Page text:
Decoding Ranjan Gogoi’s legacy
On April 20, a woman accused the former Chief Justice of India (CJI), Ranjan Gogoi, of sexual harassment. For the Supreme Court (SC), whose official motto is “yato dharmastato jayah” (where there is dharma, there is victory), this was a test — of impartiality, of due process, and of the rule of law. In the days that followed, both the institution — and the CJI, who heads it — failed that test at every level. First, an emergency bench to hear the allegations against the CJI was constituted by the CJI, and headed by the CJI. Next, an alternative bench — which was also constituted by the CJI — attacked the character of the complainant. And finally, an ad-hoc “in-house panel” cleared the CJI, in proceedings that were so problematic that the complainant herself withdrew midway.
Chief Justice Ranjan Gogoi retired on Sunday. The conversation this week will focus on his legacy. But amid the inevitable talk of Ayodhya, Rafale, Alok Verma, and the filling up of judicial vacancies, the manner in which the CJI and the SC responded to a woman who complained of sexual harassment cannot — and should not — be consigned to forgetfulness. The injustice of the event lingers, and it defines the tenure of the CJI at least as much as — if not more than — his landmark judgments.
But there is something more. The CJI’s — and the SC’s — response to the allegations exemplified a fundamental feature of the institution in the 13-odd months that CJI Gogoi was at its helm. In its seeming unconcern for natural justice, its opacity (a copy of the in-house committee’s report was never given to the complainant), and its desire to paint its critics as malicious individuals attempting to “malign” the institution, the court exhibited all the characteristics that we have long come to expect from the executive. It is this blurring of functions — between the executive and the court — that has characterised many of the flashpoints of Chief Justice Gogoi’s tenure.
This has been visible most starkly in the National Register of Citizens (NRC) case. Even before he became chief justice, Justice Gogoi took it upon himself to drive the Assam NRC to its completion. Thus, an immensely complex administrative and bureaucratic exercise — that would ultimately leave more than 1.9 million people on the cusp of statelessness — was imposed from above, to the extent that the suggestions of the elected government (often requesting for more time to ensure a more humane and accurate process) were overridden. Moreover, crucial decisions about the NRC — such as admissible documents and methods of proving citizenship — were either taken in closed-door meetings between the court and the NRC coordinator, or adjudicated through sealed covers. The rushed process, unsurprisingly, caused and continues to cause, significant chaos and suffering, to the extent that the respected international organisation, Genocide Watch, had to issue a warning just before the release of the final NRC list.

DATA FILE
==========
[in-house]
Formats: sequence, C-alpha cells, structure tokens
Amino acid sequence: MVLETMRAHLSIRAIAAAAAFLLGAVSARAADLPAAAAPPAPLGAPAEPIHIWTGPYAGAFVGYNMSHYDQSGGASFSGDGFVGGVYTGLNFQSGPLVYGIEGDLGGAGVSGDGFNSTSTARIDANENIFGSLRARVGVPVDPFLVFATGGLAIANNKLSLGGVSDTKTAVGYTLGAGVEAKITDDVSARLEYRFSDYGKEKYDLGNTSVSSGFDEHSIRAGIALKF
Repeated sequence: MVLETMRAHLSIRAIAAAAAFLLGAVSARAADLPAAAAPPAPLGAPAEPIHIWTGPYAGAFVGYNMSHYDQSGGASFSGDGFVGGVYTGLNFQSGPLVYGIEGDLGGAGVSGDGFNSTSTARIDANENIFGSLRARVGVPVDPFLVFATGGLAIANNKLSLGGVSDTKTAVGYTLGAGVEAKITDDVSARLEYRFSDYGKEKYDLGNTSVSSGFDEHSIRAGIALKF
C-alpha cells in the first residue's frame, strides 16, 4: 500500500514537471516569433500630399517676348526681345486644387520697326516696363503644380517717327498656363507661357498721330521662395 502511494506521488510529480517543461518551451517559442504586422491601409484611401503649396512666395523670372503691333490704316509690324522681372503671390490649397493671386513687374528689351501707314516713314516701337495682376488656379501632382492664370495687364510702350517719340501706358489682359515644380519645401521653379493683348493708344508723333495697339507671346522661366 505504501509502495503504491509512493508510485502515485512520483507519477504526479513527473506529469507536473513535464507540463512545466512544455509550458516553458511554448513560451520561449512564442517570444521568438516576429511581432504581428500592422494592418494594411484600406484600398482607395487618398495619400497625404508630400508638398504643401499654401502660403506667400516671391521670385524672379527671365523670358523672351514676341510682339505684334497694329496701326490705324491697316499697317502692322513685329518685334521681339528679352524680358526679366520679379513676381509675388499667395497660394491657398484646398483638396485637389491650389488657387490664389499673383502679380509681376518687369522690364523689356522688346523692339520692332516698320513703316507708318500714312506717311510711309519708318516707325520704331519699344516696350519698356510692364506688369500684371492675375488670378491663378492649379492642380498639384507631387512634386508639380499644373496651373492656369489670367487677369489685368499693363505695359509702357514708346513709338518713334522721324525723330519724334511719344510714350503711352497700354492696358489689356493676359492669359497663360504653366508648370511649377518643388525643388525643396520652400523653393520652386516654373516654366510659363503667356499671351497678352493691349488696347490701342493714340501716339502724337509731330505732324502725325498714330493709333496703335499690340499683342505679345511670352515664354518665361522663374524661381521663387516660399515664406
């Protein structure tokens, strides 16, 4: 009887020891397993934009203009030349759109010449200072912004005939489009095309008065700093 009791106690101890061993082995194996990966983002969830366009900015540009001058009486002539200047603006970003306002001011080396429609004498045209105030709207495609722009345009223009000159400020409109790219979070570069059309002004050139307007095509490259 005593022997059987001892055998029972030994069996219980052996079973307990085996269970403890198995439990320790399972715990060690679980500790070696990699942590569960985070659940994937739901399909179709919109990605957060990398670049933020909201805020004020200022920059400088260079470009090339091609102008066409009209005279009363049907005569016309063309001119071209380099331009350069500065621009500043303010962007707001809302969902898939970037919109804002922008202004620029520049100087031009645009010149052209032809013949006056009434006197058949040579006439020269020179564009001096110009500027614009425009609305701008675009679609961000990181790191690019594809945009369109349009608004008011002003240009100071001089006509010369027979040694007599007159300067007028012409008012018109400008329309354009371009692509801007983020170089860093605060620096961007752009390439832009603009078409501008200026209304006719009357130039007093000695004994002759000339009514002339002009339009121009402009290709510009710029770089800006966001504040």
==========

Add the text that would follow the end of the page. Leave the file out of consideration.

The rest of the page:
Sealed covers were an integral part of the NRC process — and they also made an appearance in other fraught cases heard by CJI Gogoi, such as Rafale and Alok Verma. On a regular basis, the SC asked for evidence in a sealed cover. The sealed cover, however, is antithetical to the concept of open justice. It is an old cliché that the legitimacy of the court is maintained “not by reason of its authority, but by authority of its reason”. It is impossible to know the reasons for the court’s judgments, unless the material on which those reasons are based is also accessible. In the absence of that material, the court’s judgments become little more than firmans — or rather, executive decrees, whose only logic is power.
This absence of reasons — and the blurring of judicial and executive functions — was also evident in a third set of cases. Soon after the abolition of Jammu and Kashmir’s special status, habeas corpus petitions were filed before the SC, challenging the detention of various individuals. Habeas corpus is one of the most ancient and precious individual rights against arbitrary State power. Courts around the world accord it utmost priority. In hearing these petitions, however, CJI Gogoi fashioned an unusual remedy. Instead of asking the State to justify the detentions, he gave the petitioners “permission” to travel to Jammu and Kashmir and “meet” the detained parties — on the condition that they would not do anything else in the state. But on what legal basis was the SC placing restrictions upon citizens’ constitutionally guaranteed rights to freedom of movement and freedom of expression, while refusing to even adjudicate upon the question of personal liberty? We did not know then, and we do not know now.
I began this essay by recounting the SC’S motto. Just above that motto, we can see the State emblem — the four lions of Ashoka. It reminds one of an old adage: Judges are supposed to be “lions under the throne”, ready at all times to check the ruler’s abuse of power. But long after the debate around his specific judgments is over, perhaps the most enduring legacy of CJI Gogoi will be that for an ordinary observer, it became no longer possible to tell the difference between the lions and the throne.
The views expressed are personal